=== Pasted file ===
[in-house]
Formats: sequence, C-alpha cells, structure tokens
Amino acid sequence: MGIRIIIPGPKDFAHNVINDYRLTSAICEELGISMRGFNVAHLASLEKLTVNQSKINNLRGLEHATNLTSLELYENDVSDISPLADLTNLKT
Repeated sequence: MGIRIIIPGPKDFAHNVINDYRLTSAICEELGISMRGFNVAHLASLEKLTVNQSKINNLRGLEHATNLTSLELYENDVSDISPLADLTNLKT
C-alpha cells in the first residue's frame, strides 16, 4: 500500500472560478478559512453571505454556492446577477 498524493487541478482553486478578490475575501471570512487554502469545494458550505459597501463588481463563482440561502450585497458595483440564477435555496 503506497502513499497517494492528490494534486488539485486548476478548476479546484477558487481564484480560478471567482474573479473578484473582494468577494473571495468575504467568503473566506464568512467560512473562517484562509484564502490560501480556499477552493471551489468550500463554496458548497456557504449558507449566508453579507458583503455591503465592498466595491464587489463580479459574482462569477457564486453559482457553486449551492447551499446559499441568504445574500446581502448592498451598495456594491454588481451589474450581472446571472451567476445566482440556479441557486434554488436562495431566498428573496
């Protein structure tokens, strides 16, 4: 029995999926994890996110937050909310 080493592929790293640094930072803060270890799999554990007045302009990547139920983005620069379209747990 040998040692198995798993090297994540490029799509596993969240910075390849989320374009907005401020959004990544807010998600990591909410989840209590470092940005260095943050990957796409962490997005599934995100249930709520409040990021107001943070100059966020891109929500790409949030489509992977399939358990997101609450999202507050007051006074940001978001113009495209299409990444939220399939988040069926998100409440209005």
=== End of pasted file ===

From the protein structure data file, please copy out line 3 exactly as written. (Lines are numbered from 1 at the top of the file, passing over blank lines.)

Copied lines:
Amino acid sequence: MGIRIIIPGPKDFAHNVINDYRLTSAICEELGISMRGFNVAHLASLEKLTVNQSKINNLRGLEHATNLTSLELYENDVSDISPLADLTNLKT